What are we left with?  Is the visual feast and the camaraderie enough to override the silly plot that is too clever for is own good?  Why the heck are we treading over familiar ground, with these twists, when the last film set us up to beat out-of-town and go for broke?  The work of Abrams, Orci, Kurtzman and Lindelof has been subject to criticism before, but this time it feels like they played it a bit safe.  They made the characters work really hard to ignore the obvious to do it.  There is a lot of talk at various points about The Enterprise being selected for the “five-year mission.”  Silly me, I thought they had already taken off.  Seems like they were stuck in port all along.

(***1/2 out of *****)

Flight just begs “For Your Consideration”

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Flight – 2012

Director Robert Zmeckis
Starring  Denzel Washington, John Goodman, Don Cheadle, Melissa Leo, Kelly Reilly, Bruce Greenwood
Screenplay John Gatnis

Look who's flying by...
Look who’s flying by…

There is a pall hanging over every scene of Flight.  Two stories are told.  One is that of William “Whip” Whitaker, an Airline pilot who has copious amounts of booze, coke and sex (with one of the stewardesses).  The other is a more humble Nicole, a photographer whose world fell apart when her mother died of cancer, and through an addiction to heroin ends up overdosed.  As she is being carted out of her apartment by the medics, Captain Whitaker’s plane flies overhead.  Only it’s upside down.

The plane crashes, but it’s due to Whip’s amazing presence of his impaired mind that allows almost all the passengers to survive.  Whip ends up in the same hospital as Nicole.  They meet in the stairwell while sneaking from their two rooms for a smoke.  Their smoke leads to a relationship that is less fire than smoldering embers.  It is fueled and hampered by their state.

Temptation
Temptation

She wants to get better, and can anonymously afford to do so.  He is mired in the potential for litigation and jail time.  He has several people on his side, wanting for him to evade responsibility.  The Lawyer for the Airline Hugh Lang (Cheadle) comes forward with a toxicology report that shows the truth, and that is just the beginning.    His friend and former copilot Charlie (Greenwood) provides another voice of support that is pretty much ignored by the still using Whip.  Even Nicole tries to get him to commit to AA.  He stubbornly refuses to change, even after it’s too late.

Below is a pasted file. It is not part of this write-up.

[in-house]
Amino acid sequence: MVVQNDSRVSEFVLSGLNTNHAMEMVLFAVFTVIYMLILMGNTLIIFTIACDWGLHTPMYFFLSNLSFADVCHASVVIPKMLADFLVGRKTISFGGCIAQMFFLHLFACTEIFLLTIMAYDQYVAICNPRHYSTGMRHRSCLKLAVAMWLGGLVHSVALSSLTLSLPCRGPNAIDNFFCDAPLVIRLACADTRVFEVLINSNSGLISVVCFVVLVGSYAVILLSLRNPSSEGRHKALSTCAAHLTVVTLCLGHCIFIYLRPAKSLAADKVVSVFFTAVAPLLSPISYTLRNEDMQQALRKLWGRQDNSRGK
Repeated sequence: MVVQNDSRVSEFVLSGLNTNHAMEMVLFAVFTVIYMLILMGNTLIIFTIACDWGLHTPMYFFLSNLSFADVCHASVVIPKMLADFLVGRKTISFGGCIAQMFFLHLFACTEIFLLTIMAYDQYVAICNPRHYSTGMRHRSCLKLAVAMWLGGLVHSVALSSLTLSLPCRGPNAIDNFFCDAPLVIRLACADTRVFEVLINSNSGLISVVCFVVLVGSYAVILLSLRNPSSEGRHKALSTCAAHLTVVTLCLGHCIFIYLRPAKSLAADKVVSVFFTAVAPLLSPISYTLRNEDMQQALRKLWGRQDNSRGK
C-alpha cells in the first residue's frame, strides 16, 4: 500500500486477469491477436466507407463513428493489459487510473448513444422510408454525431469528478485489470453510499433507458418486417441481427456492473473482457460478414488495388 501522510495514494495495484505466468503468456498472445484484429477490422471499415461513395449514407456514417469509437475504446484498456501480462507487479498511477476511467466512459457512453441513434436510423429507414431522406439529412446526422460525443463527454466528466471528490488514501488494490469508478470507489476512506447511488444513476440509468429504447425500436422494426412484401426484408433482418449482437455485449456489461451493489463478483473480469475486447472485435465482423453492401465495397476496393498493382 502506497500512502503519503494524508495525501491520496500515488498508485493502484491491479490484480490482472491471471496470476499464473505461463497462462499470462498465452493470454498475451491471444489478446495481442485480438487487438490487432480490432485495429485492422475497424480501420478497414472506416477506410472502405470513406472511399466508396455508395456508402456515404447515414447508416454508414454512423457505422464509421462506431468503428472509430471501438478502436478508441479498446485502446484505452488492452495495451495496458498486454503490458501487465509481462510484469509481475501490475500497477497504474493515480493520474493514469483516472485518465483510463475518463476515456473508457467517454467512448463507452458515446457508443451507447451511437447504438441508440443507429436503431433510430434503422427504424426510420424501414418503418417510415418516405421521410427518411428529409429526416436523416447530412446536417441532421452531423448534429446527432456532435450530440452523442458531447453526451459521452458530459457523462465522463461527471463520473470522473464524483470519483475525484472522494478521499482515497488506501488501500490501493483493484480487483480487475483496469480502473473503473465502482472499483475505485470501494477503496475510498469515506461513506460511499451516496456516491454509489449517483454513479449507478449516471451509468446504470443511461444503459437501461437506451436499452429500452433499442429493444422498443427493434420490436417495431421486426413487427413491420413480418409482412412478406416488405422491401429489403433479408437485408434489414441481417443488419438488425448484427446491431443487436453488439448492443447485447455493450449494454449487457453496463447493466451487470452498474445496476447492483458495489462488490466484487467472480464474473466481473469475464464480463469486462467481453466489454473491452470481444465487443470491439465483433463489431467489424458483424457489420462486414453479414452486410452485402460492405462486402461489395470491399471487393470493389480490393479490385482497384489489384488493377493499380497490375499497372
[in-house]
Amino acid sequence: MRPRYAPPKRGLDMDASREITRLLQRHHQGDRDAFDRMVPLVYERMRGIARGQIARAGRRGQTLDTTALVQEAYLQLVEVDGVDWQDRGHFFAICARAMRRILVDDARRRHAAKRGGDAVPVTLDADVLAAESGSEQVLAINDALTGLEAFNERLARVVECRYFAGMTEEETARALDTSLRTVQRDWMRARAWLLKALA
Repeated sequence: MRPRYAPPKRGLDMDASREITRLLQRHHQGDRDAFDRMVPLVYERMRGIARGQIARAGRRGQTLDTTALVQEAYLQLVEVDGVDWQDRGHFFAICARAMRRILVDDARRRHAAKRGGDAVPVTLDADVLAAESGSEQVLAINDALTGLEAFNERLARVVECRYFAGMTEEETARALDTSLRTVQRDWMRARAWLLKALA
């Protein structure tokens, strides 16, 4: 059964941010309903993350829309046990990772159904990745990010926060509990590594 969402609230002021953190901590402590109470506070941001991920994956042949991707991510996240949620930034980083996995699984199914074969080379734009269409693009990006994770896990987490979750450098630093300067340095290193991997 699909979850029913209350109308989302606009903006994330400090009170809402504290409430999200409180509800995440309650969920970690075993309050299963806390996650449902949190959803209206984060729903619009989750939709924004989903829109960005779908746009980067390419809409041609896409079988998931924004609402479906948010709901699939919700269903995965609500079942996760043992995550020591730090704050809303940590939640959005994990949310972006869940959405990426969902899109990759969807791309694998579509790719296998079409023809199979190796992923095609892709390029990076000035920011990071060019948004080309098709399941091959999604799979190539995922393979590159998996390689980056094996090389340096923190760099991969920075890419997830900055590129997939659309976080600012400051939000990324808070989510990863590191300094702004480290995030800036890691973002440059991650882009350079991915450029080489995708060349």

John Goodman plays Harling Mays, his dealer and seeming chemical magician.  His works are a little hard to understand, but a welcome relief in a film so otherwise unrelentingly dreary.

Washington’s performance is somewhat of an enigma.  We see him move from functional addict to completely miserable louse who is trying to gather his life together.  He is a master of his craft at this point.  When Gatnis’ script and Zmeckis’ direction applies pressure that would smother many other actors, he gives a solid performance that keeps the story interesting.  It is doubtful that this movie could have done nearly as well without him.

Zmeckis has been down this way before, in terms of tone.  After a career of light-hearted comedies, he scored big time with Forrest Gump and then all of a sudden turned heavy.  Films like Contact, What Lies Beneath and especially Cast Away were all weighted down with heavy themes and oppression.   After an experiment with creepy animation in Beowulf, The Holiday Express and A Christmas Carol, this is his return to live acting.  Like the airplane, it lands, with most of the overwrought but competent story in tact.  But oh, what a sequence that plane crash is.  It just stays grounded after that.

Zmeckis and Washington wring several good performances, especially from Reilly, Cheadle and Tamara Tunie, who plays stewardess and crash survivor Margaret Thomason.  The movie is good, but not great.  It’s just what one would expect in Oscar season, but Washington is the only one who deserves the consideration.

(***1/2 out of *****)